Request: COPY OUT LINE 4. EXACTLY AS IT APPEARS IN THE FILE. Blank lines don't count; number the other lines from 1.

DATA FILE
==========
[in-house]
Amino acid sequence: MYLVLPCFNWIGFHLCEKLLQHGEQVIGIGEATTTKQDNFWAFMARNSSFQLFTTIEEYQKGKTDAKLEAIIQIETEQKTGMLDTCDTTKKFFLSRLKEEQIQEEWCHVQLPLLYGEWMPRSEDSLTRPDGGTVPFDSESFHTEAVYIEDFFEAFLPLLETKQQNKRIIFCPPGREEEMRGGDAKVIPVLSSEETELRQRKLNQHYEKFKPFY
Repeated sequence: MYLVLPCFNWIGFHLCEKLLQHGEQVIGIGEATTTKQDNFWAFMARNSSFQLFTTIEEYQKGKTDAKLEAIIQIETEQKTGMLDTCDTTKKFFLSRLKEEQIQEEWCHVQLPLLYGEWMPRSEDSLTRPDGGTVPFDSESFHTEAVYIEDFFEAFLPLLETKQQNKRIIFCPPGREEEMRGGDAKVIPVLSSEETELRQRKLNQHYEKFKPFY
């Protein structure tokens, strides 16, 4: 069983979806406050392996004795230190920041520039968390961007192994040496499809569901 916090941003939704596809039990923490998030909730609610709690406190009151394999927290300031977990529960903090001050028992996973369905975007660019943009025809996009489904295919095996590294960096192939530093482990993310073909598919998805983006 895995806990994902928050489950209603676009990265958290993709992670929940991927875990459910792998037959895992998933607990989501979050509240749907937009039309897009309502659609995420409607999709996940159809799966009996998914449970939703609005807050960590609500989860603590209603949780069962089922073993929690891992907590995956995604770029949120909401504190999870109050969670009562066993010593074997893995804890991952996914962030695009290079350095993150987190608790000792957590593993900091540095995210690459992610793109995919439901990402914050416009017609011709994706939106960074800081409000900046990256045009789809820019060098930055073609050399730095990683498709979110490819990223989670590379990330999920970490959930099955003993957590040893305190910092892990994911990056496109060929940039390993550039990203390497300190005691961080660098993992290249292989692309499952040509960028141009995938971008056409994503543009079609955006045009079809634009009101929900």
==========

């Protein structure tokens, strides 16, 4: 069983979806406050392996004795230190920041520039968390961007192994040496499809569901 916090941003939704596809039990923490998030909730609610709690406190009151394999927290300031977990529960903090001050028992996973369905975007660019943009025809996009489904295919095996590294960096192939530093482990993310073909598919998805983006 895995806990994902928050489950209603676009990265958290993709992670929940991927875990459910792998037959895992998933607990989501979050509240749907937009039309897009309502659609995420409607999709996940159809799966009996998914449970939703609005807050960590609500989860603590209603949780069962089922073993929690891992907590995956995604770029949120909401504190999870109050969670009562066993010593074997893995804890991952996914962030695009290079350095993150987190608790000792957590593993900091540095995210690459992610793109995919439901990402914050416009017609011709994706939106960074800081409000900046990256045009789809820019060098930055073609050399730095990683498709979110490819990223989670590379990330999920970490959930099955003993957590040893305190910092892990994911990056496109060929940039390993550039990203390497300190005691961080660098993992290249292989692309499952040509960028141009995938971008056409994503543009079609955006045009079809634009009101929900």